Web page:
There are plenty of things in life that just go together, like surf and sun, meat and potatoes, high and mighty, fishing and lies, kiss and tell. It's impossible to imagine one without the other.
And so it is disconcerting to reflect on Major League Baseball's All-Star Game of 72 hours ago. It was an All-Star Game but without most of the stars. It was salt without pepper, Mutt without Jeff.
Actually, it was a Some-Stars Game, depending on how you feel about the star power of the likes of Jeff Kent, Troy Glaus, Mike Sweeney, or Edgardo Alfonzo.
What happened is that seven of the players the fans voted to the game as starters came down with assorted ailments that they said prevented them from playing: Ken Griffey Jr., Barry Bonds, Mark McGwire, Alex Rodriguez, Manny Ramirez, Mike Piazza, and Cal Ripken Jr. Star pitchers extraordinaire Pedro Martinez and Greg Maddux also declared themselves out.
It's easy to trash the players for their decisions not to play when the fans want to see them. After all, baseball has made itself hard for fans to love with all manner of questionable behavior over recent years. Among the problems: way too high ticket and food prices, owner arrogance, and player boorishness.
So for this many players to opt out is troublesome. After all, who did you prefer to see play at third for the American League, Ripken or Travis Fryman? Who did you prefer to see among the outfielders for the National League, Griffey and Bonds or Vladimir Guerrero and Jim Edmonds?
OK, the vote is in, and it's nearly unanimous.
Griffey competed in the home-run-hitting contest but not the game. Hmmm.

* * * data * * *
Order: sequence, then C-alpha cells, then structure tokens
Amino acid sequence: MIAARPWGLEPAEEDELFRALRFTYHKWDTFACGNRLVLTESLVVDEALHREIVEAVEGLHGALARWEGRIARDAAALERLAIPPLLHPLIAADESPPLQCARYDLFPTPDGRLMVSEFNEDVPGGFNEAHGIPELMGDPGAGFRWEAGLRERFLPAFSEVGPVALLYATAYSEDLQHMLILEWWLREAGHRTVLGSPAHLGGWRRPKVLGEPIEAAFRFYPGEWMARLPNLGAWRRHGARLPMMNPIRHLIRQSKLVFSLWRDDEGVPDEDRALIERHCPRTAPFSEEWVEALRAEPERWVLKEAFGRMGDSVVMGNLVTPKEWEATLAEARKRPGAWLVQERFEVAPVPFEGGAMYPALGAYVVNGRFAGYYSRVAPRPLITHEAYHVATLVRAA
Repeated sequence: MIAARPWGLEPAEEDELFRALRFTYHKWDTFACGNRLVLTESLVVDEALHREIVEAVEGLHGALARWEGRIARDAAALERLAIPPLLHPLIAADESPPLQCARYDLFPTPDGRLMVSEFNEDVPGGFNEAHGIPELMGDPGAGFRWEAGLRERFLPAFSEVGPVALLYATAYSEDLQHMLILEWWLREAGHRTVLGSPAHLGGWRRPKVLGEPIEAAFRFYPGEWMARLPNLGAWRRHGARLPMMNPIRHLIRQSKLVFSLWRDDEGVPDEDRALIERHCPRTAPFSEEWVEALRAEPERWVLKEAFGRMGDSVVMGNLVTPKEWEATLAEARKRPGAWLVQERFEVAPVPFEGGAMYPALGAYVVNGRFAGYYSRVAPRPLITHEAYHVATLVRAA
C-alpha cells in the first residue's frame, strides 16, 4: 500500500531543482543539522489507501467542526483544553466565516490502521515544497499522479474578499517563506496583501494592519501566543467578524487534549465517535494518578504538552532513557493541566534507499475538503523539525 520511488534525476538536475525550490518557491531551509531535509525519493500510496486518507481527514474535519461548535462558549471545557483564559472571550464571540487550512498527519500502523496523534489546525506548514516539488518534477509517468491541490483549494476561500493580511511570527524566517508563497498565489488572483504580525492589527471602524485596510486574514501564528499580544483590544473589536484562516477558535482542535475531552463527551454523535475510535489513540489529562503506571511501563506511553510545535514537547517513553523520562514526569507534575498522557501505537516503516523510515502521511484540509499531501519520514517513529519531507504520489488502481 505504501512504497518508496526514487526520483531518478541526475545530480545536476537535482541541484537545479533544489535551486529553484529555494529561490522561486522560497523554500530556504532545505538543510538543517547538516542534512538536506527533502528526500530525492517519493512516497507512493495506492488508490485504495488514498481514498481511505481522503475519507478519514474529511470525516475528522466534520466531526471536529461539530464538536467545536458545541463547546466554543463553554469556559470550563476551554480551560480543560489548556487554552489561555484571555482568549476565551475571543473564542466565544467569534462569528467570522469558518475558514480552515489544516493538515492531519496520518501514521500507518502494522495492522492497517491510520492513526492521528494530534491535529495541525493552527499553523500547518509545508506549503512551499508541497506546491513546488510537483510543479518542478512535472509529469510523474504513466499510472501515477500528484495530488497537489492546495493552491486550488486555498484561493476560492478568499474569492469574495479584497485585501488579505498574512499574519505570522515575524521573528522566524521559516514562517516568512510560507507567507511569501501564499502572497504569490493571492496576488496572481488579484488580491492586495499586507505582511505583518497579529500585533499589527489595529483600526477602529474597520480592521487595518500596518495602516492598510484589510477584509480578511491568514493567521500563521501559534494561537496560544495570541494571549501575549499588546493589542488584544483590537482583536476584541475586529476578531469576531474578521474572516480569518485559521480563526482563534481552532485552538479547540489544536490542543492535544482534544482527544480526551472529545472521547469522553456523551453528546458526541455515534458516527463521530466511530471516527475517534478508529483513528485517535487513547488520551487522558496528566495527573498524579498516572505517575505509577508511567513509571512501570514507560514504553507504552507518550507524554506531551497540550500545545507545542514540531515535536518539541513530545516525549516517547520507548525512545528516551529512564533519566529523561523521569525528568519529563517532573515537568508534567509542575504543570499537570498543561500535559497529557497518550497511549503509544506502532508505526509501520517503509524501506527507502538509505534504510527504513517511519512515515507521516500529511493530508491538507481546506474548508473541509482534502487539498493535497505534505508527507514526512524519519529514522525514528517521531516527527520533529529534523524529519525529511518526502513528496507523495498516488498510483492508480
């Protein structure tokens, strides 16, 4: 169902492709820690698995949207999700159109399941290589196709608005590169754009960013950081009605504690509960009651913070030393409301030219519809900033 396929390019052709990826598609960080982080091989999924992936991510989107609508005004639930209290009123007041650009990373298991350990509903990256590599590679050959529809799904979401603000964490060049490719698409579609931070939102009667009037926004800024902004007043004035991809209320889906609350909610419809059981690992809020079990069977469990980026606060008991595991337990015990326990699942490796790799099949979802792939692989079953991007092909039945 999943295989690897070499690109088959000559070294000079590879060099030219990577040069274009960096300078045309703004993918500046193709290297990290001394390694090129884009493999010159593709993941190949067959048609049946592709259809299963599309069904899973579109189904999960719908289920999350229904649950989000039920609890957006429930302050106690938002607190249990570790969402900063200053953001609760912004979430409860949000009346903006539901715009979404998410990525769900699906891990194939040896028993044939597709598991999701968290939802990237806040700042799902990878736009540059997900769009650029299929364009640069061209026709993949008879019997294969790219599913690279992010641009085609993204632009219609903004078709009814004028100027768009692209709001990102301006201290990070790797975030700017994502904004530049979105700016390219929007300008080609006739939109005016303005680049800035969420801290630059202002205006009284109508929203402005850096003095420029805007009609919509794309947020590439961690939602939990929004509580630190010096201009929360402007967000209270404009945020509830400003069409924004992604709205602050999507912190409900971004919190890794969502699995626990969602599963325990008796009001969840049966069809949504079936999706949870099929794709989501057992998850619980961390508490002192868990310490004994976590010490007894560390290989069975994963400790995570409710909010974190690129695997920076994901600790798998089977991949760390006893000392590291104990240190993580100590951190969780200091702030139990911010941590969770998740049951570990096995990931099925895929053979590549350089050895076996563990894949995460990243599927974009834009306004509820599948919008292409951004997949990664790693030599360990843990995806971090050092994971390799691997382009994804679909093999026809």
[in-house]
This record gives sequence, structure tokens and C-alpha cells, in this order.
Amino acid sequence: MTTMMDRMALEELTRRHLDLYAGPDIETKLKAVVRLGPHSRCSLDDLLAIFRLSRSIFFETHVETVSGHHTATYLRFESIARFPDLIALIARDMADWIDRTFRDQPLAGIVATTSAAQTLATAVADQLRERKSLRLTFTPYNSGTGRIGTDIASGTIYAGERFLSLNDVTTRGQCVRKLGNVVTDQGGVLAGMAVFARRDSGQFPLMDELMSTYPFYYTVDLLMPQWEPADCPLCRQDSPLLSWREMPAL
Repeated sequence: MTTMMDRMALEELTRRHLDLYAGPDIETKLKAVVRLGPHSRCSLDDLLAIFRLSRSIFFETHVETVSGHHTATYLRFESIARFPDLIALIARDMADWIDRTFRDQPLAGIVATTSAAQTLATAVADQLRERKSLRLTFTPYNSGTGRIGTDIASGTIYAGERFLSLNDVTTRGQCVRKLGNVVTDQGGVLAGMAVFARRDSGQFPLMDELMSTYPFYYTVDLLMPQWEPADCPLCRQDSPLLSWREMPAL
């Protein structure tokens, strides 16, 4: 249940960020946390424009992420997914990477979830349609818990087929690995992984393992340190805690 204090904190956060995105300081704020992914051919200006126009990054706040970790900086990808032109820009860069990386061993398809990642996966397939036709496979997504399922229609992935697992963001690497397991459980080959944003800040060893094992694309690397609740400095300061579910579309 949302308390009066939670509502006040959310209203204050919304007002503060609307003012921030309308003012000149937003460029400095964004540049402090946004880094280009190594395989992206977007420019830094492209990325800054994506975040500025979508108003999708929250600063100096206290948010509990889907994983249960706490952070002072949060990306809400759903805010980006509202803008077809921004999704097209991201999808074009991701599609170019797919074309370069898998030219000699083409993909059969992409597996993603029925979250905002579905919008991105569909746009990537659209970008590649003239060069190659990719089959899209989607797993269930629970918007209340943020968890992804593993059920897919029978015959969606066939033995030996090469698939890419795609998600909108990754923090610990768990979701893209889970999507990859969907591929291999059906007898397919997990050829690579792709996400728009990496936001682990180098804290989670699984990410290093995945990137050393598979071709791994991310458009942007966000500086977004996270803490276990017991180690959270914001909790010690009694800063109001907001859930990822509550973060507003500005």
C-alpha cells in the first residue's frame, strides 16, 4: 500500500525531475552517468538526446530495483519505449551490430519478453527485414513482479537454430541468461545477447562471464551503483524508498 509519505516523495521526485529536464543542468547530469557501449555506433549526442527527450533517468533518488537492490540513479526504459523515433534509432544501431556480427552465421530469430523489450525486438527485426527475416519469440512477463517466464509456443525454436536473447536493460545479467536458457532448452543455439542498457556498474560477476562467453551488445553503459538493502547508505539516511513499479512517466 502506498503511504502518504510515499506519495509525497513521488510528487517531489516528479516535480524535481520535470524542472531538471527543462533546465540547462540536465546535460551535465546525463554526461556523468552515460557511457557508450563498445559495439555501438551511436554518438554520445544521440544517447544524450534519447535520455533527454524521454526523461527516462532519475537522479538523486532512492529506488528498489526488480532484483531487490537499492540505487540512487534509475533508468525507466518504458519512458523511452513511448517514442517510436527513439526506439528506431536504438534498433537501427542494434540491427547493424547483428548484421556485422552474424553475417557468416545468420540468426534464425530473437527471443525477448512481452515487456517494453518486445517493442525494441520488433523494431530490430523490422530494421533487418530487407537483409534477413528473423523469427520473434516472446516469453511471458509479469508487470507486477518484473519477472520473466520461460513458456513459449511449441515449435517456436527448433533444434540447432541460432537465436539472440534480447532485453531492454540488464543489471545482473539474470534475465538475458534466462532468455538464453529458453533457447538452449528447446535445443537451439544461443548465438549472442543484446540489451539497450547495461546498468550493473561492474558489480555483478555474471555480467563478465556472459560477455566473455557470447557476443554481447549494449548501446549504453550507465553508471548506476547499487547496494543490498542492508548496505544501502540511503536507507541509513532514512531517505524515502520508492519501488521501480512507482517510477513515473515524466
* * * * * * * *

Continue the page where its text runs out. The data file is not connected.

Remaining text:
Pedro had something wrong that nobody understood. Hmmm.
Time out for fairness. What the players are focused on is playing well in the regular season. Those 162 games are infinitely more important than one All-Star Game. Indeed, the actual game has little importance.
Let's assume that the players are telling the truth. The fact they are looking at the big picture, as opposed to the one night in Atlanta picture, is realistic, even laudable.
Not many fans remember, for example, that in the 1950 All-Star Game, Boston's Ted Williams crashed into the scoreboard at Chicago's Comiskey Park while catching a line drive off the bat of Ralph Kiner. Williams was hurt and ended up playing in only 89 games that year. That one play in that one meaningless game clearly
wasn't worth it.
The National Football League has the same problem with its Pro Bowl game. The players want to be selected for it, because of the honor, but for the most part they don't really want to play in it. Same thing with baseball.
So the problem is clear: Players don't want to play, so they don't, which makes the fans mad who voted for them to play, which in turn harms national television interest, which makes television execs grumpy. Ultimately, players who may be big stars tomorrow - Montreal's Guerrero is a prime candidate - but who aren't today go out and play halfheartedly, which results in a desultory contest.
It's an everybody-loses situation.
This year is a perfect case in point. In a game drowning in lethargy, the American League won 6-3. The seven starters who failed to answer the command to play ball had a total of 66 All-Star Game appearances. And so the steak couldn't sizzle.
Three possible solutions:
*Go ahead and select the team as always. Nothing changes, except:
Don't play the game.
This makes abundant sense. It would maintain almost all the good aspects of the event, including the fan involvement and the debates over those not chosen. Nothing would change for those players who have large incentives in their contracts if they are chosen for the game. They'd still receive them.
The contest has been played since 1933 (the first All-Star homer fittingly was smacked by Babe Ruth), and it has been a nice run. But just because something has been a good idea in the past doesn't make it a permanently good idea.
*Pay each starting player who elects to participate $1 million. No play, no pay. It's not much money to these guys, but it'll buy trinkets - and improve their attendance.
*Drop the whole idea. After all, we fans know who the stars are. We don't need a game to tell us.
(c) Copyright 2000. The Christian Science Publishing Society